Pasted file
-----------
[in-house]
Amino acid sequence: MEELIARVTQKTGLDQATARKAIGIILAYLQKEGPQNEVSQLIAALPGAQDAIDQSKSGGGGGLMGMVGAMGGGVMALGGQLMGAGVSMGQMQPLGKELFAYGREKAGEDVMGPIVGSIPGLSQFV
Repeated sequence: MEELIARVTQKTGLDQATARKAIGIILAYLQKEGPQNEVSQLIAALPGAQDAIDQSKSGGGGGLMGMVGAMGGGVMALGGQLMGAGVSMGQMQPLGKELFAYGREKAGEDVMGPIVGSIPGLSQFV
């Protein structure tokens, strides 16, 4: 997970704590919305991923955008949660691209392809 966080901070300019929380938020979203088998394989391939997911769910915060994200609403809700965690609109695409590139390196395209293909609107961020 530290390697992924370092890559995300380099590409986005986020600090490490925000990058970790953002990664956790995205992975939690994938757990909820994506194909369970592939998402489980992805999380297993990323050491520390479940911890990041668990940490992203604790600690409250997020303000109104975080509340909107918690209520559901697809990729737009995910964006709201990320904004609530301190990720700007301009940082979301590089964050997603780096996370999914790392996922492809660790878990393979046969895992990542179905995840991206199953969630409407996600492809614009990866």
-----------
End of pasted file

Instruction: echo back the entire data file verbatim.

[in-house]
Amino acid sequence: MEELIARVTQKTGLDQATARKAIGIILAYLQKEGPQNEVSQLIAALPGAQDAIDQSKSGGGGGLMGMVGAMGGGVMALGGQLMGAGVSMGQMQPLGKELFAYGREKAGEDVMGPIVGSIPGLSQFV
Repeated sequence: MEELIARVTQKTGLDQATARKAIGIILAYLQKEGPQNEVSQLIAALPGAQDAIDQSKSGGGGGLMGMVGAMGGGVMALGGQLMGAGVSMGQMQPLGKELFAYGREKAGEDVMGPIVGSIPGLSQFV
């Protein structure tokens, strides 16, 4: 997970704590919305991923955008949660691209392809 966080901070300019929380938020979203088998394989391939997911769910915060994200609403809700965690609109695409590139390196395209293909609107961020 530290390697992924370092890559995300380099590409986005986020600090490490925000990058970790953002990664956790995205992975939690994938757990909820994506194909369970592939998402489980992805999380297993990323050491520390479940911890990041668990940490992203604790600690409250997020303000109104975080509340909107918690209520559901697809990729737009995910964006709201990320904004609530301190990720700007301009940082979301590089964050997603780096996370999914790392996922492809660790878990393979046969895992990542179905995840991206199953969630409407996600492809614009990866």